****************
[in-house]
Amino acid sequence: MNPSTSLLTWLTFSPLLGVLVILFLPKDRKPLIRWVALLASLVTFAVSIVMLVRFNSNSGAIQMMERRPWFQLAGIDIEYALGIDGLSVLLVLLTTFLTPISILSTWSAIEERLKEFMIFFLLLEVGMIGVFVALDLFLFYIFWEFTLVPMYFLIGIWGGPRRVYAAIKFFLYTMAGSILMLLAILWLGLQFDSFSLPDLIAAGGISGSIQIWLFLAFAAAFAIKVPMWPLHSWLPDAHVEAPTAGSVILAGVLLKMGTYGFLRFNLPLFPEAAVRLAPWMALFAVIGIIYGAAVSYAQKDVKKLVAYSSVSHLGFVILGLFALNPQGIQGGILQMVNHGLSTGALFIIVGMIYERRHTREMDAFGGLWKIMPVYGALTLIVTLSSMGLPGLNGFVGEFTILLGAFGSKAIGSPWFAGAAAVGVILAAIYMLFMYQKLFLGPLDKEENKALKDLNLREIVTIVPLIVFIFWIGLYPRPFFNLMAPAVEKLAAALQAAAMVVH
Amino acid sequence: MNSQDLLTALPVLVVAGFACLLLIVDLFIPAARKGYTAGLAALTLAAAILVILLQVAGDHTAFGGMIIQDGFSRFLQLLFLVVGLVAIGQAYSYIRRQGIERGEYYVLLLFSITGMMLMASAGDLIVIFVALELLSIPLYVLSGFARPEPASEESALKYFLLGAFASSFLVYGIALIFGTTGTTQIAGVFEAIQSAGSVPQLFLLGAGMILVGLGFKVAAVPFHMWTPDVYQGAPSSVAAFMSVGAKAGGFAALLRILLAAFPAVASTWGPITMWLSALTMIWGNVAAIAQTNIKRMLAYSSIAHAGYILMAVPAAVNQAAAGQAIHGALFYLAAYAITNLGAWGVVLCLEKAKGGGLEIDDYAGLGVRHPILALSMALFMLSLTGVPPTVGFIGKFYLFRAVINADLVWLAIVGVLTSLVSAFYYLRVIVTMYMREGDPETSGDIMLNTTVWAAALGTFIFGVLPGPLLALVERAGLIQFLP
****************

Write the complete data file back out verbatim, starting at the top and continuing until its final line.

[in-house]
Amino acid sequence: MNPSTSLLTWLTFSPLLGVLVILFLPKDRKPLIRWVALLASLVTFAVSIVMLVRFNSNSGAIQMMERRPWFQLAGIDIEYALGIDGLSVLLVLLTTFLTPISILSTWSAIEERLKEFMIFFLLLEVGMIGVFVALDLFLFYIFWEFTLVPMYFLIGIWGGPRRVYAAIKFFLYTMAGSILMLLAILWLGLQFDSFSLPDLIAAGGISGSIQIWLFLAFAAAFAIKVPMWPLHSWLPDAHVEAPTAGSVILAGVLLKMGTYGFLRFNLPLFPEAAVRLAPWMALFAVIGIIYGAAVSYAQKDVKKLVAYSSVSHLGFVILGLFALNPQGIQGGILQMVNHGLSTGALFIIVGMIYERRHTREMDAFGGLWKIMPVYGALTLIVTLSSMGLPGLNGFVGEFTILLGAFGSKAIGSPWFAGAAAVGVILAAIYMLFMYQKLFLGPLDKEENKALKDLNLREIVTIVPLIVFIFWIGLYPRPFFNLMAPAVEKLAAALQAAAMVVH
Amino acid sequence: MNSQDLLTALPVLVVAGFACLLLIVDLFIPAARKGYTAGLAALTLAAAILVILLQVAGDHTAFGGMIIQDGFSRFLQLLFLVVGLVAIGQAYSYIRRQGIERGEYYVLLLFSITGMMLMASAGDLIVIFVALELLSIPLYVLSGFARPEPASEESALKYFLLGAFASSFLVYGIALIFGTTGTTQIAGVFEAIQSAGSVPQLFLLGAGMILVGLGFKVAAVPFHMWTPDVYQGAPSSVAAFMSVGAKAGGFAALLRILLAAFPAVASTWGPITMWLSALTMIWGNVAAIAQTNIKRMLAYSSIAHAGYILMAVPAAVNQAAAGQAIHGALFYLAAYAITNLGAWGVVLCLEKAKGGGLEIDDYAGLGVRHPILALSMALFMLSLTGVPPTVGFIGKFYLFRAVINADLVWLAIVGVLTSLVSAFYYLRVIVTMYMREGDPETSGDIMLNTTVWAAALGTFIFGVLPGPLLALVERAGLIQFLP